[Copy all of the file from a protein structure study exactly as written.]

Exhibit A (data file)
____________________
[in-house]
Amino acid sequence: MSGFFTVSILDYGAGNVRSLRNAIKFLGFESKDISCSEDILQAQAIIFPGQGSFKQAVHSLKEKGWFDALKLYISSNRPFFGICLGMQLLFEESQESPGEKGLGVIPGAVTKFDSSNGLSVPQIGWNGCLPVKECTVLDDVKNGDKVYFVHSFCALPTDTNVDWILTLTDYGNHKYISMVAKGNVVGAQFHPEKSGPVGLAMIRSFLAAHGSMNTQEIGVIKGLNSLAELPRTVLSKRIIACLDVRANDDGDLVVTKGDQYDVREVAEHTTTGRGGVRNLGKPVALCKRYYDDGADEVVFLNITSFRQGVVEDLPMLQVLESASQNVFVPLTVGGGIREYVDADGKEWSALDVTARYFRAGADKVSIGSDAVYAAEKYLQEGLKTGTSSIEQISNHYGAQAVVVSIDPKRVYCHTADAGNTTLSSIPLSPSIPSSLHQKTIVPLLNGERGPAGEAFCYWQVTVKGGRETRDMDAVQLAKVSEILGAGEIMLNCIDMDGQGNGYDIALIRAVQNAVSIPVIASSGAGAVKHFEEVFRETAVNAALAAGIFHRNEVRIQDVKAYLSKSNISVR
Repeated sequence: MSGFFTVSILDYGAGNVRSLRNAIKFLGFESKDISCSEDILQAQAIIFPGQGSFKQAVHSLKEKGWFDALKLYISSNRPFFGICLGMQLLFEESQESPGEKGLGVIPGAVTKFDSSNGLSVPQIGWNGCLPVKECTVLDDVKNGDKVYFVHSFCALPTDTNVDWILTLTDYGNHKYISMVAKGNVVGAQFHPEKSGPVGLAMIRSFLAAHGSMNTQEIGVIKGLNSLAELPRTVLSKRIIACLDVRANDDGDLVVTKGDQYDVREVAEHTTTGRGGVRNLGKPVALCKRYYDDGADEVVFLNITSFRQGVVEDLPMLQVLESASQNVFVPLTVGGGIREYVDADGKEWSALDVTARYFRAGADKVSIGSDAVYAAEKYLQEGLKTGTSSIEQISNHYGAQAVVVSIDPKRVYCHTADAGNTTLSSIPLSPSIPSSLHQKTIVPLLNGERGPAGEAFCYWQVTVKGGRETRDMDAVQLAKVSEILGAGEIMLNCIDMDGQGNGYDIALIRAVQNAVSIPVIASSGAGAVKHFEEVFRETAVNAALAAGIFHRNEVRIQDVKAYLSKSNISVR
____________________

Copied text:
[in-house]
Amino acid sequence: MSGFFTVSILDYGAGNVRSLRNAIKFLGFESKDISCSEDILQAQAIIFPGQGSFKQAVHSLKEKGWFDALKLYISSNRPFFGICLGMQLLFEESQESPGEKGLGVIPGAVTKFDSSNGLSVPQIGWNGCLPVKECTVLDDVKNGDKVYFVHSFCALPTDTNVDWILTLTDYGNHKYISMVAKGNVVGAQFHPEKSGPVGLAMIRSFLAAHGSMNTQEIGVIKGLNSLAELPRTVLSKRIIACLDVRANDDGDLVVTKGDQYDVREVAEHTTTGRGGVRNLGKPVALCKRYYDDGADEVVFLNITSFRQGVVEDLPMLQVLESASQNVFVPLTVGGGIREYVDADGKEWSALDVTARYFRAGADKVSIGSDAVYAAEKYLQEGLKTGTSSIEQISNHYGAQAVVVSIDPKRVYCHTADAGNTTLSSIPLSPSIPSSLHQKTIVPLLNGERGPAGEAFCYWQVTVKGGRETRDMDAVQLAKVSEILGAGEIMLNCIDMDGQGNGYDIALIRAVQNAVSIPVIASSGAGAVKHFEEVFRETAVNAALAAGIFHRNEVRIQDVKAYLSKSNISVR
Repeated sequence: MSGFFTVSILDYGAGNVRSLRNAIKFLGFESKDISCSEDILQAQAIIFPGQGSFKQAVHSLKEKGWFDALKLYISSNRPFFGICLGMQLLFEESQESPGEKGLGVIPGAVTKFDSSNGLSVPQIGWNGCLPVKECTVLDDVKNGDKVYFVHSFCALPTDTNVDWILTLTDYGNHKYISMVAKGNVVGAQFHPEKSGPVGLAMIRSFLAAHGSMNTQEIGVIKGLNSLAELPRTVLSKRIIACLDVRANDDGDLVVTKGDQYDVREVAEHTTTGRGGVRNLGKPVALCKRYYDDGADEVVFLNITSFRQGVVEDLPMLQVLESASQNVFVPLTVGGGIREYVDADGKEWSALDVTARYFRAGADKVSIGSDAVYAAEKYLQEGLKTGTSSIEQISNHYGAQAVVVSIDPKRVYCHTADAGNTTLSSIPLSPSIPSSLHQKTIVPLLNGERGPAGEAFCYWQVTVKGGRETRDMDAVQLAKVSEILGAGEIMLNCIDMDGQGNGYDIALIRAVQNAVSIPVIASSGAGAVKHFEEVFRETAVNAALAAGIFHRNEVRIQDVKAYLSKSNISVR